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These conservatives want to convince you that climate change is real

May 3, 2017 - 11:07 -- Admin

“My co-author Paul Douglas has a saying liberals may not like,” said Republican Rev. Mitch Hescox. “Believing in science doesn't make you a liberal; it makes you literate.” Hescox, a former coal industry engineer, heads the Evangelical Environment Network and is co-author of the book Caring for Creation: The Evangelical's Guide to Climate Change and a Healthy Environment.

The trouble with Elon Musk's 'Boring' plan to fight traffic with tunnels

May 3, 2017 - 11:07 -- Admin

Elon Musk revealed more about his plans for the Boring Company on Friday, showing a video that features a utopian vision in which sleds whisk cars through buried tunnels at speeds of around 124 miles per hour. Designed to alleviate traffic problems in cities like Los Angeles, the concept includes vertical entrance and exit points to a subterranean network.

Survivors of America's first atomic bomb test want their place in history

May 3, 2017 - 11:07 -- Admin

On April 1, 2017, the White Sands Missile Range in New Mexico opened its Stallion gate to the public, like it does twice every year. For a few hours, visitors are free to wander the Trinity Test Site, where, on July 16, 1945, the United States tested the first atomic bomb in history, forever altering the destructive power available to humans.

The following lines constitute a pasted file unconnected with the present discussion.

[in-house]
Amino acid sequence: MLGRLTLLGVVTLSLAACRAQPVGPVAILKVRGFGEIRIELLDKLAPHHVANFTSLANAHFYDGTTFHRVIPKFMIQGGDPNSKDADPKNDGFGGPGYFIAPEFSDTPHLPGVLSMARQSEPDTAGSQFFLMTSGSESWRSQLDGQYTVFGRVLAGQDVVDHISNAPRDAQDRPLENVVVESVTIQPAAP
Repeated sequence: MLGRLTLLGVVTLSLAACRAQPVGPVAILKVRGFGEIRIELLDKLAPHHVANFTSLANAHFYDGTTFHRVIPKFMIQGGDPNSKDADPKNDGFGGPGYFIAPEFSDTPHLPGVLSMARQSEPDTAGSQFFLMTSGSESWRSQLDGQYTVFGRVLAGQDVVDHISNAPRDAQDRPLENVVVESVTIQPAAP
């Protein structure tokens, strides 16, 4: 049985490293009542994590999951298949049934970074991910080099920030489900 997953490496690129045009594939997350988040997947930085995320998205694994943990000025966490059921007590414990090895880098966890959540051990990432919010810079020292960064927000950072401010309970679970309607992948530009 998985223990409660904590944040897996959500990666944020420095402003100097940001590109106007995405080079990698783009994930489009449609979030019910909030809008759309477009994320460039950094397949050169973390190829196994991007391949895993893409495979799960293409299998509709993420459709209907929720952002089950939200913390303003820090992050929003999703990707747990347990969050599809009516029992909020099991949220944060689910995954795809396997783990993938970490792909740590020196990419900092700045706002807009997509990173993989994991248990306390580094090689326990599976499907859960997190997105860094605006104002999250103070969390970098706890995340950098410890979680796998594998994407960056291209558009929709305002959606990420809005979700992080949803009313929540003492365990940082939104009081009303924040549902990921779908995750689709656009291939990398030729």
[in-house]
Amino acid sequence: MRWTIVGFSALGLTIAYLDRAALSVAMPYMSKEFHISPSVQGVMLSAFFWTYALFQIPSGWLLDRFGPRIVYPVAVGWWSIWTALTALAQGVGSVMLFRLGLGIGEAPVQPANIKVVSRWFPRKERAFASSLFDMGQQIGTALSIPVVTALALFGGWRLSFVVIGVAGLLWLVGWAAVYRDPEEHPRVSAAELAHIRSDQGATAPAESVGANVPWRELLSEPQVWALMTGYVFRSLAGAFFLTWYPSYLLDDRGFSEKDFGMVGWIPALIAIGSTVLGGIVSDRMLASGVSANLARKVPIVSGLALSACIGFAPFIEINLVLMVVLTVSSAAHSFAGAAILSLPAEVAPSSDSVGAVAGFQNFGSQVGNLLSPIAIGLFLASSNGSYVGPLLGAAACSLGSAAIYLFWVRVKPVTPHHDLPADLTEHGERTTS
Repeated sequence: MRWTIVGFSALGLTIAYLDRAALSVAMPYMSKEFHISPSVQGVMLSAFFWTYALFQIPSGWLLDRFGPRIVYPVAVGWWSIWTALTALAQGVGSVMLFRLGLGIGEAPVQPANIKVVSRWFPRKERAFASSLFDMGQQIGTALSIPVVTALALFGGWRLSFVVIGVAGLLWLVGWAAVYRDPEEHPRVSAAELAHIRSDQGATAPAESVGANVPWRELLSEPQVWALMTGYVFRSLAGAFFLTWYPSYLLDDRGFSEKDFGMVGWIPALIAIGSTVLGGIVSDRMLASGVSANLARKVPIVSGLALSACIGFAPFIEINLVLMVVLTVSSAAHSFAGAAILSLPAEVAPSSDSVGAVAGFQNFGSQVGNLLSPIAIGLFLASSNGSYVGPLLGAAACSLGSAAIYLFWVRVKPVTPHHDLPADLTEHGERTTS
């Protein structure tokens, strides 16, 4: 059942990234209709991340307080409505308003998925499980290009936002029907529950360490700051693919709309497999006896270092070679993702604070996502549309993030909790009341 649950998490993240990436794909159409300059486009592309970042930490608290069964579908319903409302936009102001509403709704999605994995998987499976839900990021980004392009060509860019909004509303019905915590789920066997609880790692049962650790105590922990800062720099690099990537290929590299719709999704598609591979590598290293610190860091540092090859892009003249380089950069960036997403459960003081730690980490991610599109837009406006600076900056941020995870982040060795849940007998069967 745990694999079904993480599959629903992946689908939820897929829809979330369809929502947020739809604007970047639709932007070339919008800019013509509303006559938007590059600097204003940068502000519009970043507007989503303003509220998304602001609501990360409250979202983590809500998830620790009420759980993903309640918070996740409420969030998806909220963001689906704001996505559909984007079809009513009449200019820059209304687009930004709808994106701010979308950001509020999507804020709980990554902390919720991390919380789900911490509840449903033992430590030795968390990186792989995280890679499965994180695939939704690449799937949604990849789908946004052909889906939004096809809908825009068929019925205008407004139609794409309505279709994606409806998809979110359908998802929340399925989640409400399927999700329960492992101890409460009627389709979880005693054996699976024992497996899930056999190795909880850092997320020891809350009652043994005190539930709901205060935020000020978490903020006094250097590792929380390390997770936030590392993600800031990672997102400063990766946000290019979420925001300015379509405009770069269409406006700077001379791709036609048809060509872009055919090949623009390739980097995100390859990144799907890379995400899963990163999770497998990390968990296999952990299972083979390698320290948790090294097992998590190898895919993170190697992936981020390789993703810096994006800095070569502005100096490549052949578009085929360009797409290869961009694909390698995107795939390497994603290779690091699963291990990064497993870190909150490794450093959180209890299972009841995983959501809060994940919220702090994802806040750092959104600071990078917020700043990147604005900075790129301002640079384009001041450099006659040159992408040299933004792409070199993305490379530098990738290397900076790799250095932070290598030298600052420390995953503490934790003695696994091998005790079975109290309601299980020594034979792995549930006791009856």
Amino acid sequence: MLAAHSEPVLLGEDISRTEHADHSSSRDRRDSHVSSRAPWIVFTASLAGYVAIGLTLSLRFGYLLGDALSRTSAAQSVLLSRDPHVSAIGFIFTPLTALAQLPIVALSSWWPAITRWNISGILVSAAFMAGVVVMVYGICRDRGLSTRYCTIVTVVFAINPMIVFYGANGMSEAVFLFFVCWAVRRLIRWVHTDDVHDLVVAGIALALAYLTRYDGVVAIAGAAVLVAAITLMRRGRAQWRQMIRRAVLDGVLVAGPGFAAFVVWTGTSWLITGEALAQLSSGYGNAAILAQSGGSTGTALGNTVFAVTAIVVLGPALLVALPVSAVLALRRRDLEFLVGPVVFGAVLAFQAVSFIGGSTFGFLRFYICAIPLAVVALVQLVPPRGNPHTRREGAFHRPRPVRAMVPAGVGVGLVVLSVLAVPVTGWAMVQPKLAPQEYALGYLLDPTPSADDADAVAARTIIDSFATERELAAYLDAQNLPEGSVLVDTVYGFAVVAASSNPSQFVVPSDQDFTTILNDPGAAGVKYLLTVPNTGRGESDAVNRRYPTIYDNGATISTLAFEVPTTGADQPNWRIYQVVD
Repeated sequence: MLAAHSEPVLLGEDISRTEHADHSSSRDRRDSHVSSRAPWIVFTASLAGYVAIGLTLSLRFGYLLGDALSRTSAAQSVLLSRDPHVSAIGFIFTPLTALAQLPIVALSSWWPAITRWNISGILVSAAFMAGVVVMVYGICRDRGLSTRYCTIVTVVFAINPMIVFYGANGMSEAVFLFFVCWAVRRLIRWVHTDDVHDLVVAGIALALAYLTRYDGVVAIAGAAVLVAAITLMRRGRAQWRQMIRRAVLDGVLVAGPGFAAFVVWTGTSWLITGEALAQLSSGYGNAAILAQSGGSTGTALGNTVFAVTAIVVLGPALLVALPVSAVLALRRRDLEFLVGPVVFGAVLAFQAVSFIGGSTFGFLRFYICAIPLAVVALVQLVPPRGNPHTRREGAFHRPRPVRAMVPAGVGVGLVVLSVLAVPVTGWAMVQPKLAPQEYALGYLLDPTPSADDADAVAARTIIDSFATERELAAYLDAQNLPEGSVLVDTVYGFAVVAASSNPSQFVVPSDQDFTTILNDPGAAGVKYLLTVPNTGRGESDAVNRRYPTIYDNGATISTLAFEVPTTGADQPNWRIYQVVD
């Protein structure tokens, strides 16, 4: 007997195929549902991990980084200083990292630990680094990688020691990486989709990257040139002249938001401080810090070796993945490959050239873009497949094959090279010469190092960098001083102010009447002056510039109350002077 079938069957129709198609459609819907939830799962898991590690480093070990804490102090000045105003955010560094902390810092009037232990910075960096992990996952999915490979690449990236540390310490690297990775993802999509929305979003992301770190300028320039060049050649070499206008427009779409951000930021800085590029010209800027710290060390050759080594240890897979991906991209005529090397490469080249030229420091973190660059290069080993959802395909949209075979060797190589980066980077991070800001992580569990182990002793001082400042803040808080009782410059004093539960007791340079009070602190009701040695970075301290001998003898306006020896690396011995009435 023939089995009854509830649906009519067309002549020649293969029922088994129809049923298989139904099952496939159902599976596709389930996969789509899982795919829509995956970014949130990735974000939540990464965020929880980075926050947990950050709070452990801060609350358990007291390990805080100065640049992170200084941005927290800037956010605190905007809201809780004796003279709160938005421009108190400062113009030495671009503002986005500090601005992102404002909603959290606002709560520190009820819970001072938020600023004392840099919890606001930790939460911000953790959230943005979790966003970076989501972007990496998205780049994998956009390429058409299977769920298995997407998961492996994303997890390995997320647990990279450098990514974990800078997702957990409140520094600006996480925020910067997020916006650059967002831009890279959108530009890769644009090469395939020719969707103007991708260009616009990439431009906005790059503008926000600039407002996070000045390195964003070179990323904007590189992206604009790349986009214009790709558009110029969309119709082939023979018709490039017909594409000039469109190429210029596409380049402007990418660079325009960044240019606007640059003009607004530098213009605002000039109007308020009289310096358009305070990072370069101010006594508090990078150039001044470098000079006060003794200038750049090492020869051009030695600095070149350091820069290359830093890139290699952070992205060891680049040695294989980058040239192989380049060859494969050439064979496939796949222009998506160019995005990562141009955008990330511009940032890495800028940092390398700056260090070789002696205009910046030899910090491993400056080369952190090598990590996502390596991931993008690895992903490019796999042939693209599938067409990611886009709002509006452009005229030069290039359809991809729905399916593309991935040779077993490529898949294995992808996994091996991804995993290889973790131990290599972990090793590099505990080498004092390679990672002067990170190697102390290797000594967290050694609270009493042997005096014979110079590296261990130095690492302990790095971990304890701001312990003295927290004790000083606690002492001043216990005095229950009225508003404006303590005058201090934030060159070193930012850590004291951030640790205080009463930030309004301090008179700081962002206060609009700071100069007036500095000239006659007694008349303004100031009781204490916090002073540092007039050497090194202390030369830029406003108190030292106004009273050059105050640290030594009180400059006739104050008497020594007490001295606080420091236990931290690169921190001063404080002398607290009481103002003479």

Why Hawaii is trying to ban a common sunscreen

May 1, 2017 - 09:49 -- Admin

The waters surrounding Hawaii's eight main islands contain more than 410,000 acres of living coral reefs. If strung together, the reefs would be bigger than Oahu, Hawaii's third largest island. And because of Hawaii's geographic isolation, the reefs support unique life. The Hawaiian Monk Seal, the Bandit Angelfish—even some of the types of coral that comprise the reef itself—are found nowhere else on earth. It's a shame that our sunscreen might be killing them.

Antarctica's Blood Falls: not so mysterious, but still freaky as heck

May 1, 2017 - 09:49 -- Admin

You may have seen headlines proclaiming that the great mystery of Antarctica's "Blood Falls" has finally been solved. That's a little silly, because the big mystery—the question of why blood-like bright red liquid oozes out of the otherwise white surface of Taylor Glacier—hasn't been all that mysterious for some time.

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